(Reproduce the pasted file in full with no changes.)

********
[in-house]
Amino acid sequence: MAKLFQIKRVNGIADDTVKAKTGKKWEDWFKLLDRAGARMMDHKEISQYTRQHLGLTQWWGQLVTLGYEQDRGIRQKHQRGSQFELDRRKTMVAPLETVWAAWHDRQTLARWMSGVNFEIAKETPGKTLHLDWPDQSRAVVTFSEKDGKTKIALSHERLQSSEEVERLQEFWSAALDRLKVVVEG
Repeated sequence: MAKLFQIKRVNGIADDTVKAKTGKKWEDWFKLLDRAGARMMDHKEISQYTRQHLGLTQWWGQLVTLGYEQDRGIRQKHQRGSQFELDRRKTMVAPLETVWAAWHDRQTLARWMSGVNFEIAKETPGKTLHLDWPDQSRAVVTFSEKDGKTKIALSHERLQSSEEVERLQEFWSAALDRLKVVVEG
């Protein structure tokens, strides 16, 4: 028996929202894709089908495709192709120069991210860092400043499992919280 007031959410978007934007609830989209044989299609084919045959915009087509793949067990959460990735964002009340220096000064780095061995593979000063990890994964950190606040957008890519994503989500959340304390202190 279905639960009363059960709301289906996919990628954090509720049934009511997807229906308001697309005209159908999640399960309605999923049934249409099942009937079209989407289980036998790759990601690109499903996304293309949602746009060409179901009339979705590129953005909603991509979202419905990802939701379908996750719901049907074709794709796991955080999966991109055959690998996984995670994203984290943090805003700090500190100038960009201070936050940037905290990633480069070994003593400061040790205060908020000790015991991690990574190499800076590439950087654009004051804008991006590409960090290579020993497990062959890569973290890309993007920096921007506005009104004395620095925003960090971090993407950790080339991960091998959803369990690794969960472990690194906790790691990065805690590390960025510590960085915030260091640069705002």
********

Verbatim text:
[in-house]
Amino acid sequence: MAKLFQIKRVNGIADDTVKAKTGKKWEDWFKLLDRAGARMMDHKEISQYTRQHLGLTQWWGQLVTLGYEQDRGIRQKHQRGSQFELDRRKTMVAPLETVWAAWHDRQTLARWMSGVNFEIAKETPGKTLHLDWPDQSRAVVTFSEKDGKTKIALSHERLQSSEEVERLQEFWSAALDRLKVVVEG
Repeated sequence: MAKLFQIKRVNGIADDTVKAKTGKKWEDWFKLLDRAGARMMDHKEISQYTRQHLGLTQWWGQLVTLGYEQDRGIRQKHQRGSQFELDRRKTMVAPLETVWAAWHDRQTLARWMSGVNFEIAKETPGKTLHLDWPDQSRAVVTFSEKDGKTKIALSHERLQSSEEVERLQEFWSAALDRLKVVVEG
């Protein structure tokens, strides 16, 4: 028996929202894709089908495709192709120069991210860092400043499992919280 007031959410978007934007609830989209044989299609084919045959915009087509793949067990959460990735964002009340220096000064780095061995593979000063990890994964950190606040957008890519994503989500959340304390202190 279905639960009363059960709301289906996919990628954090509720049934009511997807229906308001697309005209159908999640399960309605999923049934249409099942009937079209989407289980036998790759990601690109499903996304293309949602746009060409179901009339979705590129953005909603991509979202419905990802939701379908996750719901049907074709794709796991955080999966991109055959690998996984995670994203984290943090805003700090500190100038960009201070936050940037905290990633480069070994003593400061040790205060908020000790015991991690990574190499800076590439950087654009004051804008991006590409960090290579020993497990062959890569973290890309993007920096921007506005009104004395620095925003960090971090993407950790080339991960091998959803369990690794969960472990690194906790790691990065805690590390960025510590960085915030260091640069705002």